But because of the generosity of the evening’s guests, fueled by the addictive nature of sugar, the bidding opened at 100 dollars and climbed to 5oo dollars before my sister and brother entered to engage in a family bidding war. I’d like to say this has never happened before and that there’s a total absence of competition among my siblings but that would be a lie and I could never lie to you.
For the sake of historical accuracy, my sister proved victorious though my brother put up a valiant and noble effort.
When it came time for the second box of cookies, the auctioneer asked that instead of having one person win the entire set, that all those who wanted to give the cookies as a thank you gift to the evening’s volunteers bid 25 dollars each. And were there any takers?
Ya sure you betcha!
It really was a fantastic night and while I still don’t know the total amount of money raised for the ALS Association, I know that however much was raised will go toward making a real difference in the lives of those living with ALS. It will be used to provide much needed medical equipment, resources, and support. It will continue to fund the small but dedicated staff of the local chapter of the ALS Association. And it will provide financial backing for ongoing ALS research so that one day our annual ALS Gala will be transformed into a grand celebration of a disease that has finally been defeated! THAT is a party I don’t plan to miss!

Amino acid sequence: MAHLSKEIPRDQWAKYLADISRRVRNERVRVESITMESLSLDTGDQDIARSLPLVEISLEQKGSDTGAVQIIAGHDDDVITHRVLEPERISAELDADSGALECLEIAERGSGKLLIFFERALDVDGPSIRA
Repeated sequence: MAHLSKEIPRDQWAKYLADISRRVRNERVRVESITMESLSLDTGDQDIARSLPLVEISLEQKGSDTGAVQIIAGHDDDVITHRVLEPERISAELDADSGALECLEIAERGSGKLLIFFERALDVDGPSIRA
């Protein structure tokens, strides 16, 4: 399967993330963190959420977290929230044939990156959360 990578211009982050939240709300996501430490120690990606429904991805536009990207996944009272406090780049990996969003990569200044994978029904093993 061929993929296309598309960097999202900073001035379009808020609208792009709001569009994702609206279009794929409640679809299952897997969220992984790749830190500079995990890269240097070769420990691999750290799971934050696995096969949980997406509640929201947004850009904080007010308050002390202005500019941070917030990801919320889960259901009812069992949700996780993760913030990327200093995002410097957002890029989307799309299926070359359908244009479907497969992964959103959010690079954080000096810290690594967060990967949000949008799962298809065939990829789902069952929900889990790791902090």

My brother was only alive to attend the Gala in 2010 and 2011. That’s how fast ALS can progress. It is a hideous disease. It doesn’t simply end the life of those it attacks but slowly or quickly it robs them of their ability to do everything that you and I will do today without so much as a thought that we’re doing it. Climbing out of bed, brushing our teeth, eating our breakfast, driving a car, holding our children, answering the phone, scratching our nose, holding up our neck, turning our head, hugging our spouse, taking a deep breath. It is a cruel disease. Everyone who has been touched by ALS will tell you so. It is cruel. It is relentless.
But while ALS is classified as a terminal illness so too is its fate terminal. The day will come when ALS will be relegated to that of a chronic disease. Viable treatments for extending the quality and quantity of life following an ALS diagnosis will be available. Medications or surgical procedures will stop the progression of ALS in its tracks before it’s allowed to compromise the neurological system. There will be a day when people with ALS will die from old age, and a day when ALS will no longer be a present reality but a distant memory.
The unimaginable will one day happen. Pigs don’t sprout wings and fly but enough balloons tied around their stout little waist and eventually all four hooves will leave the ground and that old porker will be air borne.
This pig will fly. ALS will be cured.
All we need to do is keep adding on more balloons. My balloons. Your balloons.
It’s going to happen and it’s going to happen in time to save someone else’s brother.
One day another Randy will live because of the total sum of our balloons.
Below are the balloons my dear friends contributed to the future hope of an airborne pig and I could not love them more for floating them in the direction of the ALS Association!